Geisha Circular Fan Quilt
If I love a fabric print, I’m often guilty of holding onto it for years until I think of the perfect project for it. Years ago I purchased an adorably bright fabric featuring ladies in kimonos off of eQuilter. I absolutely love it. The scale of the print is fairly large, so I didn’t want to cut it up into small pieces and lose the essence of the print. I used the geisha fabric as the background for an enormous circular design. The overall quilt is busy yet bright and happy. It brings a smile to my face every time I look at it.
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I didn’t follow a pattern for this quilt. This quilt actually came out of me not wanting to waste fabric that I had cut out for another project. I wanted to make a dresden quilt block, which uses similar but more dramatically wedged petal shapes. I had never made one before, and the dimensions of my wedges were not narrow nor angled enough to make the correct shape. I hate wasting fabric, so I repurposed these test petals to create the mega circle featured as the main focus of this project.
I haven’t created a step-by-step tutorial for this project, but I will share some tips on how I created it.
I created a mega centre block out of oversized HST blocks with sashing and double borders. This became part of the pieced background which I assembed like this:
To create the petals of the “fan”, I used the Fons & Porter wedge template.
After cutting out a wedge, I folded the fabric in half lengthwise, right sides together. I sewed a 1/4″ seam along the wider edge. Once you flip it right side out, you can iron it out into beautiful, perfect points.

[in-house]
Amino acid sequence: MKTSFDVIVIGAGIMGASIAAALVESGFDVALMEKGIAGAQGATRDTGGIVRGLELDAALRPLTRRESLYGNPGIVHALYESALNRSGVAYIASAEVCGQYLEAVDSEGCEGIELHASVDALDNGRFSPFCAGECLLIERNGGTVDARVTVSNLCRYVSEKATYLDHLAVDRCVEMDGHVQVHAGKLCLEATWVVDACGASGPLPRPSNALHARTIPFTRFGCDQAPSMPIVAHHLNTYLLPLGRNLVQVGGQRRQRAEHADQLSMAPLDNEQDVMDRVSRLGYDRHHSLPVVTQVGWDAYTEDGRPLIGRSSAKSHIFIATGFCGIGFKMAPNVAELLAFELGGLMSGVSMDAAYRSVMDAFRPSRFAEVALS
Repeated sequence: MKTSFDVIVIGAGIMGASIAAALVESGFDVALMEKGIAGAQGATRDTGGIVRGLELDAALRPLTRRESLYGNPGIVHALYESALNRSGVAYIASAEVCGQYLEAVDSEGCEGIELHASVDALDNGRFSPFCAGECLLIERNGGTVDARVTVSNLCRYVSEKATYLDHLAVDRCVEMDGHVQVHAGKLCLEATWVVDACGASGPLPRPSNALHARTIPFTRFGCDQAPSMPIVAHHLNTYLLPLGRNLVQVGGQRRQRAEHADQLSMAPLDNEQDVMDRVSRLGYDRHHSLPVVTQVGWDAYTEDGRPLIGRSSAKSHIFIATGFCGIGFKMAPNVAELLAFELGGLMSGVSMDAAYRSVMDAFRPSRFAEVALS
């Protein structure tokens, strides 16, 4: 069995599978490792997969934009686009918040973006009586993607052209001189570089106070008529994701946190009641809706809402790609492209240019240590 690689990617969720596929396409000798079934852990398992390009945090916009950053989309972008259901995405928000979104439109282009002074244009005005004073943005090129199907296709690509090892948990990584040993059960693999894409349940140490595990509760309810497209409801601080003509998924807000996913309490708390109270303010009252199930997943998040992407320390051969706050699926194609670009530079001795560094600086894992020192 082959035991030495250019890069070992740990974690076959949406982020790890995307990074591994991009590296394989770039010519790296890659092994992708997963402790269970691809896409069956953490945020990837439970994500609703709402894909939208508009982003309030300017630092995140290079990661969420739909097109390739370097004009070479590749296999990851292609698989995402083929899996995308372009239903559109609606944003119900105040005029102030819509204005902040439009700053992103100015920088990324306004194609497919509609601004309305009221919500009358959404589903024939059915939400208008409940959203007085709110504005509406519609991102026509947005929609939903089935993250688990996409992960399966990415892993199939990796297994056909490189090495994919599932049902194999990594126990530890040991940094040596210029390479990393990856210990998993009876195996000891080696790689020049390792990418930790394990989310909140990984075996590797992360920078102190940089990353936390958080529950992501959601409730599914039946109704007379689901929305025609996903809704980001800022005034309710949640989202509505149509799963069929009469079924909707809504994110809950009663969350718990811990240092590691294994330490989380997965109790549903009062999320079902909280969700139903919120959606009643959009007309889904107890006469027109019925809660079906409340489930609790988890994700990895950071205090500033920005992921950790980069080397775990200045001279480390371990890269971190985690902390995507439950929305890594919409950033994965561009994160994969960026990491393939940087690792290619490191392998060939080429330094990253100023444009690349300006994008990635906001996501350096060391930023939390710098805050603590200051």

Typically with a dresden plate quilt, you would applique a circle on top of your petals. However, since my centre block was part of my pieced background, I did reverse applique instead. I arranged my fan petals on top of my background then turned the fabric inwards. My first quilting stitches were along this folded down edge to attach the petals to the background, followed by stitching 1/4″ from the inner edge of each petal to secure it.
If I were to do this again, I would have quilted the centre block prior to pinning and appliqueing the fan petals on. I had some fabric wrinkling that was too late to fix.
Normally I either stitch in the ditch or echo quilt along each block. However, since I had the pieced background, I didn’t have any obvious lines to follow. I used green painter’s tape to create guidelines, starting from the tip of each petal to the edge of the quilt. When sewing these lines, I carefully lifted up the edge of each petal so the stitching would start underneath it.
I normally use Warm & Natural brand batting, but instead I went for a bamboo batting that was on sale for this quilt. I had such a hard time because the bamboo batting would not lie flat no matter what I did. It was almost as if the batting had stretched out at some point, but it had simply been sitting folded in a bag from the time of purchase. I’ve never had this problem with Warm & Natural so I’ll continue using W&N for future quilts.
If you have any questions regarding the quilt, feel free to reach out in the comments.